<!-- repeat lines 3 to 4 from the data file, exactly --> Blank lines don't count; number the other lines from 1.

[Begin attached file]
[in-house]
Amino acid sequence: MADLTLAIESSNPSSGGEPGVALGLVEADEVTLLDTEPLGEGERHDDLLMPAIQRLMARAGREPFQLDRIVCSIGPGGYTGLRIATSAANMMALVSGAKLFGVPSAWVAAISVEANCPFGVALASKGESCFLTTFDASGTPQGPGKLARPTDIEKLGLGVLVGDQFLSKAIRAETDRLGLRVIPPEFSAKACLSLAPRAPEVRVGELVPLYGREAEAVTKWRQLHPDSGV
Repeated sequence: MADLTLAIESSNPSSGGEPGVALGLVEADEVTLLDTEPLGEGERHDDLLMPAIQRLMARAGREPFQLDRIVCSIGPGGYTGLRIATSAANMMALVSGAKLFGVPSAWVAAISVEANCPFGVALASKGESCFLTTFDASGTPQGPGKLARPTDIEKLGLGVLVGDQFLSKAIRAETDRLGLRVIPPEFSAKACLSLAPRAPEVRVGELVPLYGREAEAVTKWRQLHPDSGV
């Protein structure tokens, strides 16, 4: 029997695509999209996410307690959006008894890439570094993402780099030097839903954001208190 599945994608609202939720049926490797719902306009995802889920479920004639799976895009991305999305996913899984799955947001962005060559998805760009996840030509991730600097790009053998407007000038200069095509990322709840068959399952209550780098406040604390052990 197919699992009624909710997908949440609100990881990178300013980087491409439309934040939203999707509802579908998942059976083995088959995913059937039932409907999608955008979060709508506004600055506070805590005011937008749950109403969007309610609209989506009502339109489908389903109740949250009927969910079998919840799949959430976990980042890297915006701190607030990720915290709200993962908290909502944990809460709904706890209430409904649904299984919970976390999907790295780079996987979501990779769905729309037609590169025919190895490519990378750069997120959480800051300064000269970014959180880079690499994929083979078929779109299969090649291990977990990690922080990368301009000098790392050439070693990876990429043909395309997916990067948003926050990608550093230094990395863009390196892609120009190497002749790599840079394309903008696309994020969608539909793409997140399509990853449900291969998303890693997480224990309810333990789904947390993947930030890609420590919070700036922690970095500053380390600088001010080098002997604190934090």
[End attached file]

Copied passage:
Repeated sequence: MADLTLAIESSNPSSGGEPGVALGLVEADEVTLLDTEPLGEGERHDDLLMPAIQRLMARAGREPFQLDRIVCSIGPGGYTGLRIATSAANMMALVSGAKLFGVPSAWVAAISVEANCPFGVALASKGESCFLTTFDASGTPQGPGKLARPTDIEKLGLGVLVGDQFLSKAIRAETDRLGLRVIPPEFSAKACLSLAPRAPEVRVGELVPLYGREAEAVTKWRQLHPDSGV
């Protein structure tokens, strides 16, 4: 029997695509999209996410307690959006008894890439570094993402780099030097839903954001208190 599945994608609202939720049926490797719902306009995802889920479920004639799976895009991305999305996913899984799955947001962005060559998805760009996840030509991730600097790009053998407007000038200069095509990322709840068959399952209550780098406040604390052990 197919699992009624909710997908949440609100990881990178300013980087491409439309934040939203999707509802579908998942059976083995088959995913059937039932409907999608955008979060709508506004600055506070805590005011937008749950109403969007309610609209989506009502339109489908389903109740949250009927969910079998919840799949959430976990980042890297915006701190607030990720915290709200993962908290909502944990809460709904706890209430409904649904299984919970976390999907790295780079996987979501990779769905729309037609590169025919190895490519990378750069997120959480800051300064000269970014959180880079690499994929083979078929779109299969090649291990977990990690922080990368301009000098790392050439070693990876990429043909395309997916990067948003926050990608550093230094990395863009390196892609120009190497002749790599840079394309903008696309994020969608539909793409997140399509990853449900291969998303890693997480224990309810333990789904947390993947930030890609420590919070700036922690970095500053380390600088001010080098002997604190934090």